Augustana Observer

Augustana Observer

Augustana Observer

Earthquake affects Augustana students

After waking up to the news that an earthquake had hit his country, first-year Avash Shrestha was relieved to hear his mother’s voice on the other end of the phone. Shrestha is from Nepal, a landlocked country in South Asia.
“My family is fine, but they are living outside due to the aftershocks of the earthquake,” Avash said. “They still don’t have access to water or electricity.”
According to the New York Times, on Saturday, April 25, the country of Nepal was hit with an earthquake holding a 7.8 magnitude. The devastation that this earthquake has caused is shown in the 4,800 death toll that continues to rise.
Palisha Ranjit was two when her family moved to the United States, but her extended family still lives in Nepal.
“My first reaction was ‘is my family back home okay?’ and ‘can we get a hold of them and how much damage has happened?’ I was honestly scared. Once I called my mom she told me that everyone is okay, they got a reach of them and so far nothing has happened to them,” Ranjit said. “But once I started reading the news or anything about Nepal in the news, how everything there is destroyed and there has been so many deaths, makes my heartache.”
Senior Ashim Shrestha woke up to the news of the earthquake. He immediately attempted to contact his parents, who live in Katmandu, the capital of Nepal.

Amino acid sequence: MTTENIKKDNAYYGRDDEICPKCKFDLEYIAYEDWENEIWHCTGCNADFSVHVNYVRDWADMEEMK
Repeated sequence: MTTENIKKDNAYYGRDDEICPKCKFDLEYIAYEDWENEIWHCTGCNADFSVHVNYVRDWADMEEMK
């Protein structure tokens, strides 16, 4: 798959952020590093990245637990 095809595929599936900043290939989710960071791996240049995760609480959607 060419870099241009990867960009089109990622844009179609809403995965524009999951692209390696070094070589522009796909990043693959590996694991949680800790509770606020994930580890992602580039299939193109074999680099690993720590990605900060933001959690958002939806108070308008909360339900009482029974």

“As soon as I heard about the powerful earthquake, I started calling my parents. After hours of unsuccessful attempts, my father finally picked up, and even though the reception was very bad, I got the news that they were fine,” Ashim said. “Later I came to find out that the phone lines were down and the power was cut for at least 40 hours. Next day, again after multiple attempts, I was finally able to talk to my parents properly. They said that, the house was fine but the earthquake was so powerful that all the kitchenware and the furniture were disorganized.”
According to CNN, the earthquake struck at 11:56 am local time, and the depth of the earthquake was 9.3 making the damage greater. Kanak Mashi, a journalist in Kathmandu, told CNN that this was the most massive earthquake to hit Nepal since 1934. That specific earthquake had a magnitude of 8.0 and killed more than 10,000 people.
Many cultural and historical monuments were destroyed. Avash Shrestha describes viewing the destruction for the first time. Nepal is a country generally known for their generosity.
“I was watching clips from the earthquake, and I didn’t know what part of Nepal they were showing,” Avash said. “I suddenly realized that they were showing somewhere right by my house. I had been there so many times, but I couldn’t recognize it.”
Augie International is working towards educating people about this natural disaster. President Savindri Jayawardana is in the process of making an educational table that will be set up in the brew. They also hope to provide a way for Augustana students to help the people in Nepal.
“Augie International is going to help all that they can to raise awareness and fundraise for this catastrophic event,” Jayawardana said.
There are multiple ways to donate to the people of Nepal. The Wesleyan Church and World Relief are both accepting donations that are going directly to Nepal.
In order to donate go to and

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Earthquake affects Augustana students